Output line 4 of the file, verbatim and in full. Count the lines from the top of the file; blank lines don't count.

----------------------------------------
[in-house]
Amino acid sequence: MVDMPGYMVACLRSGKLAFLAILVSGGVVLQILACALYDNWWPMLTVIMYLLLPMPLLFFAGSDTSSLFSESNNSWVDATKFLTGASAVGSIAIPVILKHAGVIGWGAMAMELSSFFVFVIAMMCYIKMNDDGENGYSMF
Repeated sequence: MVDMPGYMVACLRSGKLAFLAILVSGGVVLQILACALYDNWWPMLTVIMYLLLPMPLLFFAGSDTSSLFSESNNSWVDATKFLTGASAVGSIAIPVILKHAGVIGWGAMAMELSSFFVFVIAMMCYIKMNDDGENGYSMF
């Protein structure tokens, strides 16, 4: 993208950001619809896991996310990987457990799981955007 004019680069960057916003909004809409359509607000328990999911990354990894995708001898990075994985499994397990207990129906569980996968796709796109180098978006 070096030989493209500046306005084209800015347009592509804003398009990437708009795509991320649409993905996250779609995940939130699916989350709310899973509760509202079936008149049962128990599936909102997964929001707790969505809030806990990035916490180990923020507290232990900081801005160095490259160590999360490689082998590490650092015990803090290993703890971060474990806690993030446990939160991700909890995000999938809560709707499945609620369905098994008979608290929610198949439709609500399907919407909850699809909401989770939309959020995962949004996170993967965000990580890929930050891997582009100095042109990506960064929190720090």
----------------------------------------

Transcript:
């Protein structure tokens, strides 16, 4: 993208950001619809896991996310990987457990799981955007 004019680069960057916003909004809409359509607000328990999911990354990894995708001898990075994985499994397990207990129906569980996968796709796109180098978006 070096030989493209500046306005084209800015347009592509804003398009990437708009795509991320649409993905996250779609995940939130699916989350709310899973509760509202079936008149049962128990599936909102997964929001707790969505809030806990990035916490180990923020507290232990900081801005160095490259160590999360490689082998590490650092015990803090290993703890971060474990806690993030446990939160991700909890995000999938809560709707499945609620369905098994008979608290929610198949439709609500399907919407909850699809909401989770939309959020995962949004996170993967965000990580890929930050891997582009100095042109990506960064929190720090």